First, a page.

By Joyce Mulama
It is expected the August 8 General Elections, just four days away, will produce Kenya’s first female governor, breaking barriers in a highly patriarchal society.
It is the second time Kenya will go to elections under the 2010 Constitution that ushered new devolved units, or counties, which are led by governors.
In the 2013 elections, not a single woman stood for the gubernatorial post and only eight settled for the running mate position. But now there are four strong candidates and at least one of them will clinch the jackpot and make history as Kenya’s first female governor.
These four include veteran politician and former powerful minister Martha Karua, who ran for presidency in 2013 and Ann Waiguru who was Devolution Cabinet Secretary before she resigned over corruption allegations. The two are contesting the Kirinyaga County seat.
The other two are Deputy Speaker of the 11th National Assembly Joyce Laboso (Bomet County), and former Kathiani Member of Parliament, Wavinya Ndeti (Machakos County).
However, there are several factors between them and history.
According to a recent brief by UN Women, the popularity of their political parties in their respective areas, “and the candidate’s track record are usually strong indicators of the likelihood of them being elected.”
Fortunately, three of the contenders are supported by Kenya’s big parties, Jubilee and the Nasa coalition. Karua is running on a party she heads, NARC-Kenya.
The women are confident of winning.
“I will win the Machakos County seat; and I will bring the much needed development to the people of Machakos,” Ndeti has said repeatedly.
Women have often been called upon to participate in large numbers in the country’s politics, a largely male dominated field.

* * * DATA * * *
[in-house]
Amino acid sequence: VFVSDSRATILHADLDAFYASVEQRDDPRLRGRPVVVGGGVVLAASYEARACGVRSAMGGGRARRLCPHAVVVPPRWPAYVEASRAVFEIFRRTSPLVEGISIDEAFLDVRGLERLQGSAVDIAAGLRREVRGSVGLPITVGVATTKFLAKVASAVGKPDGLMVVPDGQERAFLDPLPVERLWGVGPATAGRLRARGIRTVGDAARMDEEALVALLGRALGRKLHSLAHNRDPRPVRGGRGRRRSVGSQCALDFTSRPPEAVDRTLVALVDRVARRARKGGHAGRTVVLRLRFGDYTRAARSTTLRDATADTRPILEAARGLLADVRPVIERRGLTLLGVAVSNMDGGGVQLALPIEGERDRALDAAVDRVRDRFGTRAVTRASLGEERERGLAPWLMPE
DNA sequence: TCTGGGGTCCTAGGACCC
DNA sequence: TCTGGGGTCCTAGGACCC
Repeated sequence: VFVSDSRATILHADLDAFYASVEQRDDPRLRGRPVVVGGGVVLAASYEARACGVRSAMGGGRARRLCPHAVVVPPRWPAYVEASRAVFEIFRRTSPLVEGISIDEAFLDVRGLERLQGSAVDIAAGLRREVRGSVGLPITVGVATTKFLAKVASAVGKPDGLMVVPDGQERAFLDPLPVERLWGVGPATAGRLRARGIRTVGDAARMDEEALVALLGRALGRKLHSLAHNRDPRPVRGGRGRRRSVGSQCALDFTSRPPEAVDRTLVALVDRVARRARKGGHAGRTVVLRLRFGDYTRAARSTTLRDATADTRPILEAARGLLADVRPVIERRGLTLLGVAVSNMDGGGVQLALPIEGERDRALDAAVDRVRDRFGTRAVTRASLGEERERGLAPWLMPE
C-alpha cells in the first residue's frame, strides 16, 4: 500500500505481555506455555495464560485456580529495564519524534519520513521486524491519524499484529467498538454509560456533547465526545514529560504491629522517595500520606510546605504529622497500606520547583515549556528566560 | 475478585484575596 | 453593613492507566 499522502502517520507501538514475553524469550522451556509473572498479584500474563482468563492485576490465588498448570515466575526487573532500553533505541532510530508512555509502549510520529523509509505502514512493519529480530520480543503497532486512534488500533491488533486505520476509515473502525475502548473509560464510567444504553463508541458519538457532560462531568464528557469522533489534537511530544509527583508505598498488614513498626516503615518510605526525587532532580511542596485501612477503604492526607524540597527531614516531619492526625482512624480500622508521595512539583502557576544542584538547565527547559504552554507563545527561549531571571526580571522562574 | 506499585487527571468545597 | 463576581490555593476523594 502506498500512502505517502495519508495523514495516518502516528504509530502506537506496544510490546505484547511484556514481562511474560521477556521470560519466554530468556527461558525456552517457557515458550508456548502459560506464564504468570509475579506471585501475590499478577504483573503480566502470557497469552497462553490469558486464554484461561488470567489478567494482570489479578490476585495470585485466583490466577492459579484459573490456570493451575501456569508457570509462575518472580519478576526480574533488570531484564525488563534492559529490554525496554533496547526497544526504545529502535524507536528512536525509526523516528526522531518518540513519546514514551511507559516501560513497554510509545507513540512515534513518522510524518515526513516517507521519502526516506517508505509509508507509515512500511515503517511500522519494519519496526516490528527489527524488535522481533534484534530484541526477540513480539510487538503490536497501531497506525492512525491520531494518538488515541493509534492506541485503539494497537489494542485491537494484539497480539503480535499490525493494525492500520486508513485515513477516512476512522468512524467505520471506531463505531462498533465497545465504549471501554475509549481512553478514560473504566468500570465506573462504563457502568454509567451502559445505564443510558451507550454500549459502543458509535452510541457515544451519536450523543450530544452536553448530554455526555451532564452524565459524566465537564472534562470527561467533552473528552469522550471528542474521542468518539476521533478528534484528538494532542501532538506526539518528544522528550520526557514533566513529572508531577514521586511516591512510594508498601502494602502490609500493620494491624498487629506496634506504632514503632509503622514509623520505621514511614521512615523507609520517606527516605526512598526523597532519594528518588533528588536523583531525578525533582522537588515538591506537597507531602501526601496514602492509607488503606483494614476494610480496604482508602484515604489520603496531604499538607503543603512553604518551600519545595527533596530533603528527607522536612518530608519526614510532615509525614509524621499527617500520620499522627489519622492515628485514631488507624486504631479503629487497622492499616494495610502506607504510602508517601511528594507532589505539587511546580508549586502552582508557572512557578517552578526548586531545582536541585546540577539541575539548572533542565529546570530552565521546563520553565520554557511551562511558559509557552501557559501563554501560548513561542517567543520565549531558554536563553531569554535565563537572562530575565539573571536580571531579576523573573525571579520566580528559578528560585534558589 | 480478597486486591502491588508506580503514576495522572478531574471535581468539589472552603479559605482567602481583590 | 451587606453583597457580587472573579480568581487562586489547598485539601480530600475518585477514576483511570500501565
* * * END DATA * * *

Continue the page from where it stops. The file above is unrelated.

At a recent forum for women aspirants in the 2017 elections, Juliet Murimi, the Registrar Manager-Political Parties urged women to step out and vie for political positions.
She said: “Women, you must come out so that people can know you. Political parties will not give you space if you do not come out. Power is taken, it is not given.”
Political analysts argue that lack of finances and violence are two major issues that have discouraged many women from seeking political leadership.
Deputy Speaker Laboso shared her experience at the forum: “You are going to be abused, there is no name you will not be called. For me, I was even caricatured on cartoons and mocked that I should go and vie in Luoland, where my husband comes from.”
Bomet County is where she was born while she is married in Nyanza.
Besides the gubernatorial contenders, there are a number of women gunning for elective posts ranging from MPs, Senatorial, Member of County Assembly and Woman Representative.
The candidature of women in this year’s election stands at 16 per cent in the various levels, according to the Independent Electoral and Boundaries Commission (IEBC).
This percentage, though remarkable, is still below the expected figure that will tilt the political class in favour of women representation.
It has thus resuscitated calls on Parliament to pass the Two Thirds Gender Rule which guarantees special seats for women in all political offices.
The UN Women supports reservation of special seats for women.
Lending credence to the argument that, nominating women to affirmative action seats, can serve as strong training ground for them to later launch successful bids for competitive seats.
This is a trend that UN Women intends to trace, following the August 2017 [election] results.